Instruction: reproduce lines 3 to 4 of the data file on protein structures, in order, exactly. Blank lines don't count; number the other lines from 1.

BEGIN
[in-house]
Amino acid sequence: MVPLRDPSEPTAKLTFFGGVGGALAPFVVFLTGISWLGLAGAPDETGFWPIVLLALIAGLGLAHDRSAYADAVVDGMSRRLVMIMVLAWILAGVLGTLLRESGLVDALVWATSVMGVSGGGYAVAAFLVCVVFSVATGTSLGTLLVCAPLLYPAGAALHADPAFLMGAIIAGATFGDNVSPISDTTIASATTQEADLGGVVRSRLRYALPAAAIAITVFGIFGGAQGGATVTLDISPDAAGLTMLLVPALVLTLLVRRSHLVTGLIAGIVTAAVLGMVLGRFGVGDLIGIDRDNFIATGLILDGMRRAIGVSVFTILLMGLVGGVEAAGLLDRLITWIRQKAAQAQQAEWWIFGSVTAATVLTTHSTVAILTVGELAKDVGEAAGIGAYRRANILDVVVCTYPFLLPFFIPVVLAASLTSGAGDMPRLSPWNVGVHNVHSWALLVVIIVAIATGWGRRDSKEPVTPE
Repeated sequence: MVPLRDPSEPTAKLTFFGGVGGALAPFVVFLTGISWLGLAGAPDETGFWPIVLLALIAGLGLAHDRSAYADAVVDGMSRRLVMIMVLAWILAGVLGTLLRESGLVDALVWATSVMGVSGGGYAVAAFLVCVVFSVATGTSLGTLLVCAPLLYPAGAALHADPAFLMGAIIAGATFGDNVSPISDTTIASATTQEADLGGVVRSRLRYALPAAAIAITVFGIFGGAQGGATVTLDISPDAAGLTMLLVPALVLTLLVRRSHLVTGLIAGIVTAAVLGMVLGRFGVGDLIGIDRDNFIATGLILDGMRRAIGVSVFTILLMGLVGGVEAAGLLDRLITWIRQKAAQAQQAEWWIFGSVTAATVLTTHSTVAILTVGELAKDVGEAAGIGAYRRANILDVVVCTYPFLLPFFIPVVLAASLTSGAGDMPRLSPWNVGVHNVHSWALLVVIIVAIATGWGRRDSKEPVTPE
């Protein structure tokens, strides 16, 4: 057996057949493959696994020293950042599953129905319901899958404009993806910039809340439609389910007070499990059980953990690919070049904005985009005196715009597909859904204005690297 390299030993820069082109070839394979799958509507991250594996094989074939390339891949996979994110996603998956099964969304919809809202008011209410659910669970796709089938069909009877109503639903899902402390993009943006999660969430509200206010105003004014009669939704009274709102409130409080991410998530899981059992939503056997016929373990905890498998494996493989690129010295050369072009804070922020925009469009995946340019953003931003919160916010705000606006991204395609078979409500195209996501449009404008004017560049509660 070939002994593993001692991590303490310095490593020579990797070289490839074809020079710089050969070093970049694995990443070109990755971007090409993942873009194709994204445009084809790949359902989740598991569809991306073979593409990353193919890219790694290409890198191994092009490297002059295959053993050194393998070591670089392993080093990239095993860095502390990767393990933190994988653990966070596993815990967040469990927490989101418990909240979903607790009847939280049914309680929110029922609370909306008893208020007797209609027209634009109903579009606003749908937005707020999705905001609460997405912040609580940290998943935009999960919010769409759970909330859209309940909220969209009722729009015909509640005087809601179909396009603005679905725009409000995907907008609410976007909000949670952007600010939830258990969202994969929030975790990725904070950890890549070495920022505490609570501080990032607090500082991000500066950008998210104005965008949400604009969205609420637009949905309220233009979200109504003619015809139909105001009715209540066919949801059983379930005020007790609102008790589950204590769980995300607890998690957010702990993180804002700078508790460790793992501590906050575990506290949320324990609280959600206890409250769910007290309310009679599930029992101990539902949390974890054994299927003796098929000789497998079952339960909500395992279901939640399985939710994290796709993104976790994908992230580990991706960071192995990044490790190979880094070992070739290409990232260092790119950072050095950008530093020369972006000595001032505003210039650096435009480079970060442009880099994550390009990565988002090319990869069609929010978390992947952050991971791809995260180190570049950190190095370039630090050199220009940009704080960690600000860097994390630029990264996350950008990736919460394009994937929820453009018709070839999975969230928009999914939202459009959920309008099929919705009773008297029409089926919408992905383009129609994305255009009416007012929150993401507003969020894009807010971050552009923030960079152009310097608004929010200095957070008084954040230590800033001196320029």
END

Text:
Repeated sequence: MVPLRDPSEPTAKLTFFGGVGGALAPFVVFLTGISWLGLAGAPDETGFWPIVLLALIAGLGLAHDRSAYADAVVDGMSRRLVMIMVLAWILAGVLGTLLRESGLVDALVWATSVMGVSGGGYAVAAFLVCVVFSVATGTSLGTLLVCAPLLYPAGAALHADPAFLMGAIIAGATFGDNVSPISDTTIASATTQEADLGGVVRSRLRYALPAAAIAITVFGIFGGAQGGATVTLDISPDAAGLTMLLVPALVLTLLVRRSHLVTGLIAGIVTAAVLGMVLGRFGVGDLIGIDRDNFIATGLILDGMRRAIGVSVFTILLMGLVGGVEAAGLLDRLITWIRQKAAQAQQAEWWIFGSVTAATVLTTHSTVAILTVGELAKDVGEAAGIGAYRRANILDVVVCTYPFLLPFFIPVVLAASLTSGAGDMPRLSPWNVGVHNVHSWALLVVIIVAIATGWGRRDSKEPVTPE
């Protein structure tokens, strides 16, 4: 057996057949493959696994020293950042599953129905319901899958404009993806910039809340439609389910007070499990059980953990690919070049904005985009005196715009597909859904204005690297 390299030993820069082109070839394979799958509507991250594996094989074939390339891949996979994110996603998956099964969304919809809202008011209410659910669970796709089938069909009877109503639903899902402390993009943006999660969430509200206010105003004014009669939704009274709102409130409080991410998530899981059992939503056997016929373990905890498998494996493989690129010295050369072009804070922020925009469009995946340019953003931003919160916010705000606006991204395609078979409500195209996501449009404008004017560049509660 070939002994593993001692991590303490310095490593020579990797070289490839074809020079710089050969070093970049694995990443070109990755971007090409993942873009194709994204445009084809790949359902989740598991569809991306073979593409990353193919890219790694290409890198191994092009490297002059295959053993050194393998070591670089392993080093990239095993860095502390990767393990933190994988653990966070596993815990967040469990927490989101418990909240979903607790009847939280049914309680929110029922609370909306008893208020007797209609027209634009109903579009606003749908937005707020999705905001609460997405912040609580940290998943935009999960919010769409759970909330859209309940909220969209009722729009015909509640005087809601179909396009603005679905725009409000995907907008609410976007909000949670952007600010939830258990969202994969929030975790990725904070950890890549070495920022505490609570501080990032607090500082991000500066950008998210104005965008949400604009969205609420637009949905309220233009979200109504003619015809139909105001009715209540066919949801059983379930005020007790609102008790589950204590769980995300607890998690957010702990993180804002700078508790460790793992501590906050575990506290949320324990609280959600206890409250769910007290309310009679599930029992101990539902949390974890054994299927003796098929000789497998079952339960909500395992279901939640399985939710994290796709993104976790994908992230580990991706960071192995990044490790190979880094070992070739290409990232260092790119950072050095950008530093020369972006000595001032505003210039650096435009480079970060442009880099994550390009990565988002090319990869069609929010978390992947952050991971791809995260180190570049950190190095370039630090050199220009940009704080960690600000860097994390630029990264996350950008990736919460394009994937929820453009018709070839999975969230928009999914939202459009959920309008099929919705009773008297029409089926919408992905383009129609994305255009009416007012929150993401507003969020894009807010971050552009923030960079152009310097608004929010200095957070008084954040230590800033001196320029």